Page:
Here is a quick list of the major pellet stove manufacturers. Some reviewers seem to favor the Harman brand, because of their use of computerized sensors and controls.

For more information and reviews visit Hearth.Com

Comments

  1. andreas schmidt says

    to use pellets as a fuel is better than burning oil or gas. but keep in mind that these pellets have to be produced by hauling wood/chips/dust to the factory – press them – put them into bags – and haul them again to the store. not very efficient in my opinion.

  2. says

    Corn Stoves Are Hot Too

    Corn burning stoves are similar to pellets stoves but use corn kernels as fuel instead. Most corn suppliers are located in the interior states, so these stoves are most useful in those areas. Corn is a fuel that burns clean…

  3. ali says

    …and what do you think happens to the sawdust otherwise? Pellets are made from waste material – the sawdust gets hauled to a landfill….

  4. Martin Farrell says

    I am writing this comment in ref: to the Bixby wood/corn pellet stove (specifically Bixby Wood Corn stove Serial # 6478) due to the poor quality of construction and Bixby’s failure to adequately service this defective stove.

    I purchased this stove approximately 1.5 years ago ( cost , just under $5,000 installed) and as of that time, I have experienced two (2) major failures.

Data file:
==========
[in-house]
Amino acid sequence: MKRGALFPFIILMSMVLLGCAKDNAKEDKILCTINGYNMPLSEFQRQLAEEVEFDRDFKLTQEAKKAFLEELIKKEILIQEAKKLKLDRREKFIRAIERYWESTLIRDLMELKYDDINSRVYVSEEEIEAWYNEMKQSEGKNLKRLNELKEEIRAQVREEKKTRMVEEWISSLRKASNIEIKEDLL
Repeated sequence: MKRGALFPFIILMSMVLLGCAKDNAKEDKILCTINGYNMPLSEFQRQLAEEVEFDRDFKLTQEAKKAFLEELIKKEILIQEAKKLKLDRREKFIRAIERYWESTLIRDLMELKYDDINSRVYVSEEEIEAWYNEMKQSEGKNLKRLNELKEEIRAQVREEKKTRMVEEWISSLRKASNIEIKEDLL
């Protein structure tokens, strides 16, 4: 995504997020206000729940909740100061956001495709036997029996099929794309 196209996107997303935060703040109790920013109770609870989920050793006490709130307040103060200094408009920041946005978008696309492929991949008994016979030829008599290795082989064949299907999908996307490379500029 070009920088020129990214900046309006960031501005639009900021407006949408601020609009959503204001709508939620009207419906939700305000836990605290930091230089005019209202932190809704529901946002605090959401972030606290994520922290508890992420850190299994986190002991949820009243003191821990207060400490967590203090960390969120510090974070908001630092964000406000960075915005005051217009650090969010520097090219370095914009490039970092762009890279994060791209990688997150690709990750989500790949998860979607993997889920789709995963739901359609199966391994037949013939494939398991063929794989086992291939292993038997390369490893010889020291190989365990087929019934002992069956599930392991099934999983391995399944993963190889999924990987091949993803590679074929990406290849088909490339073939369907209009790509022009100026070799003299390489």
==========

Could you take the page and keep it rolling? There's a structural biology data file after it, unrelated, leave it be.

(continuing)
1- First the “feeder wheel motor” failed, due to the fact that all 4 motor mounts snapped off.
    I called my local dealer, only to discover the dealer went out of business. As a result, Bixby shipped me the needed parts after two weeks and then gave me the privilege of installing the feeder wheel motor myself. I guess this saved Bixby a substantial amount of money?

    2-The stove worked well for a short time and then the “exhaust fan motor/sensor failed.
    Again I had to dismantle ½ of the stove in an effort to accurately diagnose the problem and promptly called Bixby in an effort to get the parts.

    When I called, the young lady who answered the phone promptly advised me that it would take 2-3 days for a service tech to return my call. Knowing how few moving parts there are in these stoves, I assumed they (Bixby) were having major problems with their stoves and or they are in trouble financially and can not afford to pay for the needed number of service techs.

    As a result, I emailed the service department and was directed to several web sites where I could repair the stove myself.

    As of this time, I still have not received the needed parts and the stove remains silent in my home, while outside temperatures lower to 17 degrees.